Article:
The Stonewall Uprising Was A Protest Too: Black Lives Matter & Pride Month

On June 28, 1969, New York police raided the Stonewall Inn, a prominent gay bar and safe space for the LGBTQ+ community. After years of facing police brutality and unnecessary violence, it was time to unapologetically stand up for what was right- it was time to protest. Spearheaded by several LGBTQ+ people of color such as Marsha P. Johnson and Sylvia Rivera, the gay rights movement began, dubbing June Pride Month and a celebration in boldly fighting for humanity.

Photo by Mick De Paola from Unsplash

Yet, as Johnson said, “As long as my people don’t have their rights across America, there’s no reason for celebration.” Johnson, an intersectional Black activist who spoke out against homophobia, transphobia and racism, was exemplary in demonstrating that LGBTQ+ injustices and racial inequalities were not mutually exclusive. She dedicated her life to making the world safer and better for those whose voices were oppressed and beaten down. To her and fellow activists, passivity was passé. Silence was not an option, and no matter how terrifying it may have seemed, they had to courageously speak up when other prejudiced voices tried to drown them out.

As countless Black Lives Matter protests span not just this country but the world, we must live to fight for change like these LGBTQ+ activists did. Whether we are part of the LGBTQ+ community or not, we must live to fight for the change that Black people in America need and deserve, for it is a fight that has been fought for hundreds of years. 

Right now, in our streets and in our cities, there is a battle against systemic racism and police brutality toward Black people. More than ever, this Pride Month needs to be about stepping up and giving all of our support to Black lives because without the gusto and determination of LGBTQ+ people of color, Pride Month would just be known as June gloom.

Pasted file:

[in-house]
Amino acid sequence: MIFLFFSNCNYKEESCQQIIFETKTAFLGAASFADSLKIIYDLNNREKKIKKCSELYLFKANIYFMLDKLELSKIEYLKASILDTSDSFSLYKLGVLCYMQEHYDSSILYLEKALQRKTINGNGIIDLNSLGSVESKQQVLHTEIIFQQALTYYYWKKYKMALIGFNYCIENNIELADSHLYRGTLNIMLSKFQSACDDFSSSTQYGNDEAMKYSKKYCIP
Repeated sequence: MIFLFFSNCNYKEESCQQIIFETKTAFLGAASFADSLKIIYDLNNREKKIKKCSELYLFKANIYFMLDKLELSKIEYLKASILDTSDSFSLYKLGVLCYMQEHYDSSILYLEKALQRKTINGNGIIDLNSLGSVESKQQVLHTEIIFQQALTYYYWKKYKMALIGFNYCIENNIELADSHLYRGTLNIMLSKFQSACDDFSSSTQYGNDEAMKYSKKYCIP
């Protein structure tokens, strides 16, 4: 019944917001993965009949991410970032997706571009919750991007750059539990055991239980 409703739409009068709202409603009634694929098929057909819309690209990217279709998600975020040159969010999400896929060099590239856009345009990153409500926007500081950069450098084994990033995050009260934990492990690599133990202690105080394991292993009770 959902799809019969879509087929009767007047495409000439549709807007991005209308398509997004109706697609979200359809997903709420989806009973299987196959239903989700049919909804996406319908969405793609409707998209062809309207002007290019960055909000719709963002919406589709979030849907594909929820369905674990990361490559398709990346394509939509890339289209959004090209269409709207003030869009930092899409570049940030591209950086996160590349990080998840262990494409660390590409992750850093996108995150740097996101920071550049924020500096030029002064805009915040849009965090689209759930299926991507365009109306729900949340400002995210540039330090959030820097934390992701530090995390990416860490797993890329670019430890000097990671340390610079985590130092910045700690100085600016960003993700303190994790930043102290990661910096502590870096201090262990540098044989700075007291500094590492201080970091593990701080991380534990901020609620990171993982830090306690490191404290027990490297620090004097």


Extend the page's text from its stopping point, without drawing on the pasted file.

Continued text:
black lives matter sign Photo by Clay Banks from Unsplash

It is everyone’s civic responsibility to stand with Black people. We need to keep signing petitions, donating what we can and continually fighting with them, not against them. We have to get educated—read books, watch movies and TV shows and persistently elevate and listen to Black voices. We must call out racism wherever we see it; whether it be in our homes, in our friend circles or amongst strangers, speaking up is vital. We are talking about human rights because in this world, remaining ignorant and being silent is truly violent. 

Black Lives Matter Protest in Minneapolis Photo by Josh Hild from Unsplash George Floyd and Breonna Taylor are not isolated incidences of racism and police brutality- they are far too normal. Protesting, and doing it peacefully as everyone has done, provokes change. Protestors are not riot-causing looters, they are diplomatic change-makers, and we cannot get that narrative confused. The Stonewall Uprising shifted the world for the better, and this Black Lives Matter movement will too. Let us keep manifesting change beyond Pride Month, and let the fight for equality ensue.